We’ve also become more conscious about the use of our enforcement powers, such as orders, and are starting to see results from that.
Work is also being done to measure the effect of our supervision, including a user survey to secure more information about the way we can act more firmly here.
How will the companies notice the changes?
They’ll see a stronger PSA over time, and find we’re setting stricter requirements, demanding better documentation and checking that nonconformities have been closed.
We’ll emphasise clearly what responsibility rests with the companies themselves at all times. And we’ll require the industry and the companies to take responsibility for continuous safety improvements.
The unions were among those who demanded an administrative audit of the PSA. Why so, and how do you rate your relationship with them today?
When the slump hit the industry with full force, it contributed to pressure on, discussions with and frustration among unions – particularly in their bipartite relations with the employers.
Part of this irritation was also directed at us. A number of employees were dissatisfied with the support they received from us on thorny issues, and the climate was difficult for a time.
The position is different today. I feel we largely have a very good dialogue with the organisations, and that the unions feel they are included and heard.
That doesn’t mean we always agree, but we respect each other’s views and positions. That’s also how it should be.
Has the PSA been naive and trusted too much in the companies’ own safety efforts?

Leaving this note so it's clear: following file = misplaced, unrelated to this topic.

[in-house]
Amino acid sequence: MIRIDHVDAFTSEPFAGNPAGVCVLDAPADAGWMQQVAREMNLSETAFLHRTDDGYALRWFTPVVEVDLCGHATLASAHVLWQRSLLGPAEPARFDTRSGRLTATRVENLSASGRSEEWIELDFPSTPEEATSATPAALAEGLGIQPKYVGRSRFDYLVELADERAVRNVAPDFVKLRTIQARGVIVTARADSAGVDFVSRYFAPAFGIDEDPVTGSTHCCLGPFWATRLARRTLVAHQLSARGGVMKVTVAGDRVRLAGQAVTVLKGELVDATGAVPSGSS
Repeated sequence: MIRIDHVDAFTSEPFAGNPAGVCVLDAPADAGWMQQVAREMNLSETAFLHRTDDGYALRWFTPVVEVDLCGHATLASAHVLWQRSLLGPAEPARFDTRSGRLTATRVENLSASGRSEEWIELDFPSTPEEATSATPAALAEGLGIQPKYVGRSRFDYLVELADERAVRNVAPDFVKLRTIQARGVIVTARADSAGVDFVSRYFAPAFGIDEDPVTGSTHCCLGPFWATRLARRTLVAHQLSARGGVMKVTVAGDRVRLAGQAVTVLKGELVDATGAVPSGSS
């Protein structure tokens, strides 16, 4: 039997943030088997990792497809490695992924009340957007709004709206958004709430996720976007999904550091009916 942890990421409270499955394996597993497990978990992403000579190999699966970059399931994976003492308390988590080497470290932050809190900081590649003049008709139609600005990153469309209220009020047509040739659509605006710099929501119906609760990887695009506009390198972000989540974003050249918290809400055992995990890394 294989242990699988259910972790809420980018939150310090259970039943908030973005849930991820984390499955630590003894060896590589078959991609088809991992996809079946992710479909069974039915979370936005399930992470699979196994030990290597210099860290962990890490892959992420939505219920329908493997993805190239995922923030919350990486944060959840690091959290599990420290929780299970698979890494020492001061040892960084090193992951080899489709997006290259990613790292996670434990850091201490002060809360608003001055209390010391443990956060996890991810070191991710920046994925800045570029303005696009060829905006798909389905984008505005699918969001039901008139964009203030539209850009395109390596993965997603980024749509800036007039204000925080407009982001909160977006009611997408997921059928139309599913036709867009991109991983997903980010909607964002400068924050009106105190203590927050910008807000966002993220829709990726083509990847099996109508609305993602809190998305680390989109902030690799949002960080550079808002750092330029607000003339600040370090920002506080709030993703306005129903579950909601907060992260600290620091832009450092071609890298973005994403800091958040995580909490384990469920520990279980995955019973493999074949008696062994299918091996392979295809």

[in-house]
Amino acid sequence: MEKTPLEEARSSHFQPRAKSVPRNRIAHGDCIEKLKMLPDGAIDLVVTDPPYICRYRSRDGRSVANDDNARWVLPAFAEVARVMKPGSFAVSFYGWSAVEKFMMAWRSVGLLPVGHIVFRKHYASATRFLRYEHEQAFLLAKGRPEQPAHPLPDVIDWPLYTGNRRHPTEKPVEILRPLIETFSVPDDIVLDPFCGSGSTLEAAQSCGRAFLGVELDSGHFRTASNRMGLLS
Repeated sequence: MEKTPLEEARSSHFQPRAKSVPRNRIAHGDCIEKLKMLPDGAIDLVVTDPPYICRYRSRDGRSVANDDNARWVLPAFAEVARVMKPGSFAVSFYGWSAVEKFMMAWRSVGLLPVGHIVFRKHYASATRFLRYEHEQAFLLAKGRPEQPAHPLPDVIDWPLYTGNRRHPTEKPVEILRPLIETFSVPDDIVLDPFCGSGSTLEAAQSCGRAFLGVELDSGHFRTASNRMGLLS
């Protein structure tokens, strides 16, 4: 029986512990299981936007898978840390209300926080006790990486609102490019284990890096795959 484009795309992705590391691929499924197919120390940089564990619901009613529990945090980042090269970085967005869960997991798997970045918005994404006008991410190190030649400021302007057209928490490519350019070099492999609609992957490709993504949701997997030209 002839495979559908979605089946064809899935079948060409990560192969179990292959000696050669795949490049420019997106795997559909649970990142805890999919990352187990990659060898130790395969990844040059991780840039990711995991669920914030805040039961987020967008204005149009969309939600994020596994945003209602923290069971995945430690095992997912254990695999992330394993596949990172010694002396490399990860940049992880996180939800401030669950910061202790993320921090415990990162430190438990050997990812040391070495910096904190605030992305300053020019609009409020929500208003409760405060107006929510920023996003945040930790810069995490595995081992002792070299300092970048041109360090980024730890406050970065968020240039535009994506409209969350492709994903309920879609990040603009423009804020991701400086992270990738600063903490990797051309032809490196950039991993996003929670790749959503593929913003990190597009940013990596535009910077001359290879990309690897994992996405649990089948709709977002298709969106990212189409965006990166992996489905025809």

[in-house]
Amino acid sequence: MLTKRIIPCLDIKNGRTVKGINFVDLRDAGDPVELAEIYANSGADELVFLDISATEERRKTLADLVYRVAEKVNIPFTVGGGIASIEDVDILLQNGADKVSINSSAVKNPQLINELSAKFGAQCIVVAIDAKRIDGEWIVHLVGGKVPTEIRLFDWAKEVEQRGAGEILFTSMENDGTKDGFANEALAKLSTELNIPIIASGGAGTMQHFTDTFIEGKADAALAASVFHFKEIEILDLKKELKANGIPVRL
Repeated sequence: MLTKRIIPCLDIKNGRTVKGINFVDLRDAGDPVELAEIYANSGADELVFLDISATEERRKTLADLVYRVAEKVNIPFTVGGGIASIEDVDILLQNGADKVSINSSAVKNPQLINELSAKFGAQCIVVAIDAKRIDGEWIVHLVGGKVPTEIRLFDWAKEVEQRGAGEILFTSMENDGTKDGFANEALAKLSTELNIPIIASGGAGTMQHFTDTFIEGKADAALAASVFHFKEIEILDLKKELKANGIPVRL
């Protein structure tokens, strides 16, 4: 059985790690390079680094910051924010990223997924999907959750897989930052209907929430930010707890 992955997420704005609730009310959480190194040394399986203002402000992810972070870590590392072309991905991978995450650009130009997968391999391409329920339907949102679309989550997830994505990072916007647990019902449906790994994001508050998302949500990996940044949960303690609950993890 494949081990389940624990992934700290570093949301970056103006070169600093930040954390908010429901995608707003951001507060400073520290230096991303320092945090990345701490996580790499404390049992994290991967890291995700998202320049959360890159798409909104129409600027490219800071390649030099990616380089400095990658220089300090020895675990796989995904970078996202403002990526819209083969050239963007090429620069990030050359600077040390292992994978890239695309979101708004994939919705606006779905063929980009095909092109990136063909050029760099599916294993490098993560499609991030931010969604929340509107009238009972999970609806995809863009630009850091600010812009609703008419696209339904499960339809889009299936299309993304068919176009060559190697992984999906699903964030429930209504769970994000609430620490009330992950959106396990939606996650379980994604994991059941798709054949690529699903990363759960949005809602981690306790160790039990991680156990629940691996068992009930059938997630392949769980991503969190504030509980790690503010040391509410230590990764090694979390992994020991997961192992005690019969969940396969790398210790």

If the government doesn’t trust the companies, we’ll find ourselves in a very difficult position. So I wouldn’t say it’s naive to rely on the companies – we should and must do so.
The companies have the overall responsibility because they own the risk and manage all safety work in their own activities. Our supervision only supplements their internal control.
This is a basic principle in the petroleum industry. That said, the companies must demonstrate that they’re worthy of the trust placed in them – every day, and over time.
Can we still base our safety regime on trust?
Norway’s safety regime relies heavily on trust – and on responsibility. Unless we as the regulator can rely on the companies, the model will collapse. Many other areas of Norwegian society apply the same logic, too.
We have good reason to trust the companies in our industry. The big picture shows that they’re responsible and competent, and comply with the regulatory requirements.